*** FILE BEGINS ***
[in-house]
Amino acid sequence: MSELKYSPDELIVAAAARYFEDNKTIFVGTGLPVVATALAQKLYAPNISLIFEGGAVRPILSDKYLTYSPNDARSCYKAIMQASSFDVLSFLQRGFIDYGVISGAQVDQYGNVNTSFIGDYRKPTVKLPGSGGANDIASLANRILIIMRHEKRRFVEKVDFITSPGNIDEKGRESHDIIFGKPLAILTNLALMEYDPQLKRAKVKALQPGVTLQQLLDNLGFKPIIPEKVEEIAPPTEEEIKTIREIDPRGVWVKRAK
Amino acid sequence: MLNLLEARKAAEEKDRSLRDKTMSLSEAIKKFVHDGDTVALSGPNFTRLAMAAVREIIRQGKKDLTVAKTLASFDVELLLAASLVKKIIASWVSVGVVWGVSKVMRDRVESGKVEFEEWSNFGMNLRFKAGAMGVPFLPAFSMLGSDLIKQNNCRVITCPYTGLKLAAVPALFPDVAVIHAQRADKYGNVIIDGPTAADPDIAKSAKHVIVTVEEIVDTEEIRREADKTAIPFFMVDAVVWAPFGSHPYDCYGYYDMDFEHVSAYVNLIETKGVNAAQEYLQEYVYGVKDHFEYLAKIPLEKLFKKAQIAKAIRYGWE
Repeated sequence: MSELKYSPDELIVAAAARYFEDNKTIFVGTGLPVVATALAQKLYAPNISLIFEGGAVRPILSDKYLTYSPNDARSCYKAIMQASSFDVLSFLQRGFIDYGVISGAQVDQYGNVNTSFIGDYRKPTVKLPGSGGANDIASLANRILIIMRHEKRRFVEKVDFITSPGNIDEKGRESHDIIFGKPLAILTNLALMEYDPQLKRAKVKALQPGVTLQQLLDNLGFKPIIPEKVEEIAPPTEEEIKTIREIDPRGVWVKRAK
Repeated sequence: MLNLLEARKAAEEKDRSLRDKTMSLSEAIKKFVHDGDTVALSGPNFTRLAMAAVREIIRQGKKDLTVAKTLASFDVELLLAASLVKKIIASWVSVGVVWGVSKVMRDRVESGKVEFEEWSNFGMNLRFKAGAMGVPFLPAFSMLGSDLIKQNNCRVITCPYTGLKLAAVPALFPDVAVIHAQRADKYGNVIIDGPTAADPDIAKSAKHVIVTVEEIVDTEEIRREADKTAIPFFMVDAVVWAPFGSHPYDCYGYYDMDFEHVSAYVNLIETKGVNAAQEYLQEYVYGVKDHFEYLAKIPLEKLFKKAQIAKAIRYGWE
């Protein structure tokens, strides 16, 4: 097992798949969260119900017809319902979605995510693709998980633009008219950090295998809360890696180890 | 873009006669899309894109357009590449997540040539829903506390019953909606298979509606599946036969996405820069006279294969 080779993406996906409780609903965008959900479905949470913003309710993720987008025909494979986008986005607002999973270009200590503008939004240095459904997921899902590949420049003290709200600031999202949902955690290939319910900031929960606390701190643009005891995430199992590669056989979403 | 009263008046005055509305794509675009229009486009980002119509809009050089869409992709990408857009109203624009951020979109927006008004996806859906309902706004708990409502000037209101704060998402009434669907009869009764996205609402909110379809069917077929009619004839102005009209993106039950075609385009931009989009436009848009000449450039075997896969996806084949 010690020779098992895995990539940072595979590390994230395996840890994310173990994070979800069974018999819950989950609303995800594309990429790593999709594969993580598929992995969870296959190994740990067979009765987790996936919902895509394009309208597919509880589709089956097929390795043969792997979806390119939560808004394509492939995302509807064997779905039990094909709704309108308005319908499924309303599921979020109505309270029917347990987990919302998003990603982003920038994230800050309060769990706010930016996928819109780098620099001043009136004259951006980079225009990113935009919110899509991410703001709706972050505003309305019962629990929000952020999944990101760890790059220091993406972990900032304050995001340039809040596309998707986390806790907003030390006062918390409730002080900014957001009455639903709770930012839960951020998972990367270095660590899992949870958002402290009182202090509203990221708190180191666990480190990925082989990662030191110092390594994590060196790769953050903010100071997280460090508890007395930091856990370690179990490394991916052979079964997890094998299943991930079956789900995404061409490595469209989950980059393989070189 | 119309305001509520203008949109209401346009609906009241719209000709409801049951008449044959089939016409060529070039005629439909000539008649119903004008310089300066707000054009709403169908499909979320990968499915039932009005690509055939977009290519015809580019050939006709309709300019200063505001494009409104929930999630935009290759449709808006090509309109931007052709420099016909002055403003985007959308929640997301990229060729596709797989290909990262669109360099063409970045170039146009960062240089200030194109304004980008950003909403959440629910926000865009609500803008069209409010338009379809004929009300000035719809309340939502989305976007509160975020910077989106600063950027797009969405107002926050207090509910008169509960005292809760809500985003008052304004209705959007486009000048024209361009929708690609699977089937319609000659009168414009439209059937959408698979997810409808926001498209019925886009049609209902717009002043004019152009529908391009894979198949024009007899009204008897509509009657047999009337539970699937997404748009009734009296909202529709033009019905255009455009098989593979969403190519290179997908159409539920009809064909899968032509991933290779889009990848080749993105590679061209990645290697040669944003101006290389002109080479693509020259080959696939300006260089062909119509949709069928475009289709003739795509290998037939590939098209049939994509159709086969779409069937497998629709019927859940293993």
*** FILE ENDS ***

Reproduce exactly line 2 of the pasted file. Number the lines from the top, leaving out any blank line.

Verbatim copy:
Amino acid sequence: MSELKYSPDELIVAAAARYFEDNKTIFVGTGLPVVATALAQKLYAPNISLIFEGGAVRPILSDKYLTYSPNDARSCYKAIMQASSFDVLSFLQRGFIDYGVISGAQVDQYGNVNTSFIGDYRKPTVKLPGSGGANDIASLANRILIIMRHEKRRFVEKVDFITSPGNIDEKGRESHDIIFGKPLAILTNLALMEYDPQLKRAKVKALQPGVTLQQLLDNLGFKPIIPEKVEEIAPPTEEEIKTIREIDPRGVWVKRAK